Time to Talk: Understanding & Helping Children Who Stutter

Smooth Speech

When a child repeats a beginning sound of a word or a beginning syllable, or pauses for a long time before speaking, or says filler words like “um, um, um,” parents wonder if their child is a stutterer. As listeners, we feel the effort and anxiety the child is experiencing to get their words out. We feel helpless, uncomfortable, or mildly annoyed to have to slow down and wait to find out what the child is trying to express, especially when we are on tight time schedules. We finish sentences for them, ask more questions to find out what they want, or tell them to relax and slow down. 

I have seen many young children who struggle to talk. It’s important to note that many children who attempt longer utterances (from one word to grammatical sentences) look like stutterers. Most of these speakers become fluent as they master this huge leap in complexity. But some children continue to struggle, and if they don’t get help, they can develop further problems, including over-awareness and fear of talking, avoidance of specific sounds they perceive as difficult, and secondary behaviors (“If I move my hand it will help me speak.”).

Language researchers are always trying to determine which children will persist in stuttering and what therapies will help. I always counsel any concerned parents to designate a relaxed time to talk individually with the child, so there is an experience of no-stress communication. Talking around the supper table can be a competitive experience or, if structured, a great turn-taking exercise. Stopping and giving a child time to choose an idea and put it into words without interruption (no one finishes the sentence or asks more questions) is important as well. It can shame the child if you call attention to the problem especially in front of others. Telling the child to slow down adds another task on top of their difficulty. Commenting on the way they are speaking, rather than focusing on the ideas they are conveying, can increase frustration.

The Stuttering Foundation offers seven more tips for talking with a child who stutters. and a video with more details.

If applying these suggestions makes little difference, ask a speech pathologist with experience with stutterers to observe or screen the child. Early intervention often makes a difference. For true stuttering, heredity is a big factor so be sure to find out if there are others in the family who have had this problem and let the professional know this.

When I studied theories of stuttering, I was amazed that no one really knew what caused it. Theories ranged from problems overriding the breathing mechanism in order to talk, to linguistic issues (their ideas require more complex formulation, as I’ve mentioned), to motor mechanisms, to neurological/muscular differences, and to psychological factors (perceiving that talking is hard which causes anxiety when speaking). I went to the professor of my stuttering class to ask which one was correct, but he said he couldn’t tell me; that we need to consider them all.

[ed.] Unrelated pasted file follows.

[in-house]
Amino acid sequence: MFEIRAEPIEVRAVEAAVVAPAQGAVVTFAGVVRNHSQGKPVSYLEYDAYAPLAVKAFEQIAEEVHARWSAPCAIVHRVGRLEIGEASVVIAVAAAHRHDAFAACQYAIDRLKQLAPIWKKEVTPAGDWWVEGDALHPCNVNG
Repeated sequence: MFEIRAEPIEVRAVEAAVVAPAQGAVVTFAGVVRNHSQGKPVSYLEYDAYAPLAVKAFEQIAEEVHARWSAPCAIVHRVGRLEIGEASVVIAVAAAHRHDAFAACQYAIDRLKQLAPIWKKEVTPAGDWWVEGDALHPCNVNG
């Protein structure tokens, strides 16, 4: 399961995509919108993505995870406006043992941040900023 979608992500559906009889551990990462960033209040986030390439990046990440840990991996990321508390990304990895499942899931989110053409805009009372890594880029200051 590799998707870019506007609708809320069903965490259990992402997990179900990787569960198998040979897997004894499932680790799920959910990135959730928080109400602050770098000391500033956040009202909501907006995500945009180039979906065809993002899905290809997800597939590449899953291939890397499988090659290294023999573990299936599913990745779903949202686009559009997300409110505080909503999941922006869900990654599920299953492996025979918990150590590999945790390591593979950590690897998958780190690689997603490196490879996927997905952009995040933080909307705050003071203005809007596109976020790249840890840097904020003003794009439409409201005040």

To learn more about stuttering, the Stuttering Foundation as a F.A.Q. resource with stuttering facts and information.

One of the best things to do is to let kids know they are not alone. Here is a video where kids talk about being stutterers:

I have worked with few kids who persist in stuttering. Most, fortunately, have been the linguistic types which resolve as they master grammatical formulations. I have worked to advise parents and have used programs that work on easy, gently produced onsets to words. I have introduced the idea of attending a local support group to a teen. I have also called a teen at home by phone on weekends to keep her talking so that her fluency was better on Mondays at school. (We still have a relationship and watched The King’s Speech together.) But I still don’t really know what made these people stutter.

What I do know is that all children deserve respect and need our love, our listening, and our discipline in order to thrive and grow into healthy, empowered adults and communicators.


Kathy Puckett

Kathy is a private practice speech-language pathologist living in Shelburne, MA and the author of our monthly speech and language column, Time to Talk. Living in Western Massachusetts since 1970, she raised two children here and has two grandsons, ages 15 and 8 years old. She has worked as an SLP with people of all ages for the last 14 years. She runs social thinking skill groups and often works with teens. As a professional artist, she has a unique and creative approach to her practice. She loves technology, neurology, gardening, orchids, and photography. She uses an iPad for therapies. She grows 500 orchids and moderates her own forum for orchid growers (Crazy Orchid Lady). Kathy is dedicated to the families of her private practice, and offers practical, creative ideas to parents. She blogs about communication at kathypuckett.com.

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